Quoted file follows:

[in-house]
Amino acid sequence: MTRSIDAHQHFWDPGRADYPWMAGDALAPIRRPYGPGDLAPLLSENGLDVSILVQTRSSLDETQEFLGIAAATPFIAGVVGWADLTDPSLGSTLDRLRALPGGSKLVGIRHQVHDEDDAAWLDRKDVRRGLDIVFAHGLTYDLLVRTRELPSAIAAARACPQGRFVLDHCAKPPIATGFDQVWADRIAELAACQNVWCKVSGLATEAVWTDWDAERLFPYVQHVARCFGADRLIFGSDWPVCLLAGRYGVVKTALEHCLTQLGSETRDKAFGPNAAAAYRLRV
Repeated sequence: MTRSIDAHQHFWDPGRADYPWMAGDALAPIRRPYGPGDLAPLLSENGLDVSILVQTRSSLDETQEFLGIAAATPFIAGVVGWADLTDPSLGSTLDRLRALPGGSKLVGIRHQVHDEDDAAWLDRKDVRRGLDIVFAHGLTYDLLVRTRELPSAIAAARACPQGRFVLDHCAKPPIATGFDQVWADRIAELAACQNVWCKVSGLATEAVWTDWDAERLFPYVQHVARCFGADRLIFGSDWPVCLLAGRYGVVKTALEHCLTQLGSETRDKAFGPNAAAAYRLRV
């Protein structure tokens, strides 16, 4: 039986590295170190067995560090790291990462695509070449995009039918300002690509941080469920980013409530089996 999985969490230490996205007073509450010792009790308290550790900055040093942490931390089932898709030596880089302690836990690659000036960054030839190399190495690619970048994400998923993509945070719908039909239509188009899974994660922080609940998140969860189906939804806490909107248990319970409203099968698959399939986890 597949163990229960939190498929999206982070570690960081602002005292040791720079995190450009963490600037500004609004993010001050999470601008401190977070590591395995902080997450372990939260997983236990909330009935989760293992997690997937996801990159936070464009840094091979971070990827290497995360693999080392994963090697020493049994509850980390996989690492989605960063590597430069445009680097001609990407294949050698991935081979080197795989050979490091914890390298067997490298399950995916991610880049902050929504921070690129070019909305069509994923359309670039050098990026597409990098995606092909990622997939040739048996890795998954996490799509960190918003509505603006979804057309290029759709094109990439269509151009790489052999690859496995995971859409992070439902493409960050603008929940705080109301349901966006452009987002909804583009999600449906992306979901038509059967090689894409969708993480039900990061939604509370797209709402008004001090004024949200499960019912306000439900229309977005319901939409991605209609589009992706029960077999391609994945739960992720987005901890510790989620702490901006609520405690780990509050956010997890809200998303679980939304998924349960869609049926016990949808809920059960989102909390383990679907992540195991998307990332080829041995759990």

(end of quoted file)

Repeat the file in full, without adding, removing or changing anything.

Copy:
[in-house]
Amino acid sequence: MTRSIDAHQHFWDPGRADYPWMAGDALAPIRRPYGPGDLAPLLSENGLDVSILVQTRSSLDETQEFLGIAAATPFIAGVVGWADLTDPSLGSTLDRLRALPGGSKLVGIRHQVHDEDDAAWLDRKDVRRGLDIVFAHGLTYDLLVRTRELPSAIAAARACPQGRFVLDHCAKPPIATGFDQVWADRIAELAACQNVWCKVSGLATEAVWTDWDAERLFPYVQHVARCFGADRLIFGSDWPVCLLAGRYGVVKTALEHCLTQLGSETRDKAFGPNAAAAYRLRV
Repeated sequence: MTRSIDAHQHFWDPGRADYPWMAGDALAPIRRPYGPGDLAPLLSENGLDVSILVQTRSSLDETQEFLGIAAATPFIAGVVGWADLTDPSLGSTLDRLRALPGGSKLVGIRHQVHDEDDAAWLDRKDVRRGLDIVFAHGLTYDLLVRTRELPSAIAAARACPQGRFVLDHCAKPPIATGFDQVWADRIAELAACQNVWCKVSGLATEAVWTDWDAERLFPYVQHVARCFGADRLIFGSDWPVCLLAGRYGVVKTALEHCLTQLGSETRDKAFGPNAAAAYRLRV
């Protein structure tokens, strides 16, 4: 039986590295170190067995560090790291990462695509070449995009039918300002690509941080469920980013409530089996 999985969490230490996205007073509450010792009790308290550790900055040093942490931390089932898709030596880089302690836990690659000036960054030839190399190495690619970048994400998923993509945070719908039909239509188009899974994660922080609940998140969860189906939804806490909107248990319970409203099968698959399939986890 597949163990229960939190498929999206982070570690960081602002005292040791720079995190450009963490600037500004609004993010001050999470601008401190977070590591395995902080997450372990939260997983236990909330009935989760293992997690997937996801990159936070464009840094091979971070990827290497995360693999080392994963090697020493049994509850980390996989690492989605960063590597430069445009680097001609990407294949050698991935081979080197795989050979490091914890390298067997490298399950995916991610880049902050929504921070690129070019909305069509994923359309670039050098990026597409990098995606092909990622997939040739048996890795998954996490799509960190918003509505603006979804057309290029759709094109990439269509151009790489052999690859496995995971859409992070439902493409960050603008929940705080109301349901966006452009987002909804583009999600449906992306979901038509059967090689894409969708993480039900990061939604509370797209709402008004001090004024949200499960019912306000439900229309977005319901939409991605209609589009992706029960077999391609994945739960992720987005901890510790989620702490901006609520405690780990509050956010997890809200998303679980939304998924349960869609049926016990949808809920059960989102909390383990679907992540195991998307990332080829041995759990």